The importance of a shareholders agreement should never be underestimated. Unlike a company’s articles of association which is a matter of public record, a shareholders agreement remains a confidential agreement between the shareholders of the company.
A shareholders agreement sets out the rules upon which the directors and shareholders carry on the business of the company and can include procedures on how decisions are made.
One of the reasons many companies do not have a shareholders agreement in place is the potential cost. However, given the breadth of areas that a shareholders agreement can cover, this cost is often quickly outweighed if a dispute is avoided or a procedure easily followed.
Shareholders agreement should be considered by all limited companies from 2 shareholder SMEs to a multi-shareholder multi million pound turnover company. The flexibility of a tailored agreement can be used to:
- Set out a list of reserved matters, which gives shareholders control over certain fundamental decisions that affect the Company. This can also assist in protecting minority shareholders;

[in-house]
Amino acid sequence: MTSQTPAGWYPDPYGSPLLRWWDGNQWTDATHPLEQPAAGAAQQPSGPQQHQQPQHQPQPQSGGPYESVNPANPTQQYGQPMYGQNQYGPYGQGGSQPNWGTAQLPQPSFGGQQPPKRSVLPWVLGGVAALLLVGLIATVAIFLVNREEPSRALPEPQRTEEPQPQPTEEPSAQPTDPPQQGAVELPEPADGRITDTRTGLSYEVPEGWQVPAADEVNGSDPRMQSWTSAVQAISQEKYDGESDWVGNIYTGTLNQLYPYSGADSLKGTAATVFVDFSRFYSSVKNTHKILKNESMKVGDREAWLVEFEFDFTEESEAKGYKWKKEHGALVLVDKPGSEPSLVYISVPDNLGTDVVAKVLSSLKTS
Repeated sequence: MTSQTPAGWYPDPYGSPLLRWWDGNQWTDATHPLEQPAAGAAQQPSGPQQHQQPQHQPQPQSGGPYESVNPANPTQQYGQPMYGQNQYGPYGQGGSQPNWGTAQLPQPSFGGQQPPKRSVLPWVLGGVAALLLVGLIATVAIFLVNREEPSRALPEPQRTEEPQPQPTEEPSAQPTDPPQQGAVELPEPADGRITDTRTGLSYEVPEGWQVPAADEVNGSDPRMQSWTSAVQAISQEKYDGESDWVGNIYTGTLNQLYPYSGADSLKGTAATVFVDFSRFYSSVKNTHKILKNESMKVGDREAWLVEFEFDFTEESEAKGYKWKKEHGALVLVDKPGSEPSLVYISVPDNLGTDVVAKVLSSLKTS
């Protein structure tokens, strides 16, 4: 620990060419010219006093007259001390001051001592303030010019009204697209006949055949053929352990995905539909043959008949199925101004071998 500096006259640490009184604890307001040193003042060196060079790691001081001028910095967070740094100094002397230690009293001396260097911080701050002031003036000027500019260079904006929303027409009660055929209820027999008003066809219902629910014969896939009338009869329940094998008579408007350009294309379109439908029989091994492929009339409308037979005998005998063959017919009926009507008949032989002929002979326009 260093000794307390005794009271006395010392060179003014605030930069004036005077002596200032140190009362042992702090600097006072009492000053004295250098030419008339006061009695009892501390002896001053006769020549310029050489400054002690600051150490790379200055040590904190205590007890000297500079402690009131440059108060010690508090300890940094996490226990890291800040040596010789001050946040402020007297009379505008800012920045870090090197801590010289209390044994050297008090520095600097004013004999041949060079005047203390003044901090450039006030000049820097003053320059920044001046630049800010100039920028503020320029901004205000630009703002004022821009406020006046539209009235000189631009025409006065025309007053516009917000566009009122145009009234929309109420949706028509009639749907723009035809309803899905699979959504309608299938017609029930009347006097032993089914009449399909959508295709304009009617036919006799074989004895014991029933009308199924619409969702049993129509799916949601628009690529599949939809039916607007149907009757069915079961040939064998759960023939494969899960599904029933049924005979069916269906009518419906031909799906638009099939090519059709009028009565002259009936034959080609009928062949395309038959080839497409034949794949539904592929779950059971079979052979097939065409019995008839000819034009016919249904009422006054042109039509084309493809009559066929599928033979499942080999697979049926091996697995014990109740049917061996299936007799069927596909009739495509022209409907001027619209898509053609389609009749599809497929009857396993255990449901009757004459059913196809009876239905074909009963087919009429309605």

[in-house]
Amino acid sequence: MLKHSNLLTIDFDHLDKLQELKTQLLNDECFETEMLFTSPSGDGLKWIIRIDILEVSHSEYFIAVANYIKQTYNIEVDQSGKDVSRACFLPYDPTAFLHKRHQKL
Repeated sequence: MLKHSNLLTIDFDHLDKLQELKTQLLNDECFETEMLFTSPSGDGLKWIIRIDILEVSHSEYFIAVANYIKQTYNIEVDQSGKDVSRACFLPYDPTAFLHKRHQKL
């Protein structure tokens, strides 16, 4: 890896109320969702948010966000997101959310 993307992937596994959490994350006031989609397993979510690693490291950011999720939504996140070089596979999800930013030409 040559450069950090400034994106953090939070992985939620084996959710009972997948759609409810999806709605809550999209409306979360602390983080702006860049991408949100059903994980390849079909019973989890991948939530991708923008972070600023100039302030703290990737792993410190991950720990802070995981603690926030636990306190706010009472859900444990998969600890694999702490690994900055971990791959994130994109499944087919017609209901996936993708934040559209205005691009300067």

- Clarify the dividend policy of the Company;
- Set out a dispute resolution procedure to minimise costs and prevent lengthy court cases as far as possible;
- Control how shares are transferred, this can also cover off transfer provisions in the event of death, critical illness, bankruptcy, divorce or separation;
- Confirming the position in the event that an offer is made to purchase the shares or assets of the Company; or
- Place restrictions on shareholders with a view to preventing them competing with the company in the event that they transfer their shares.
If the time is right for a shareholders agreement, or a review of your company’s current shareholder arrangements, please contact Danielle Collett-Bruce on 01483 887653 or via email at email@example.com.
This is not legal advice; it is intended to provide information of general interest about current legal issues.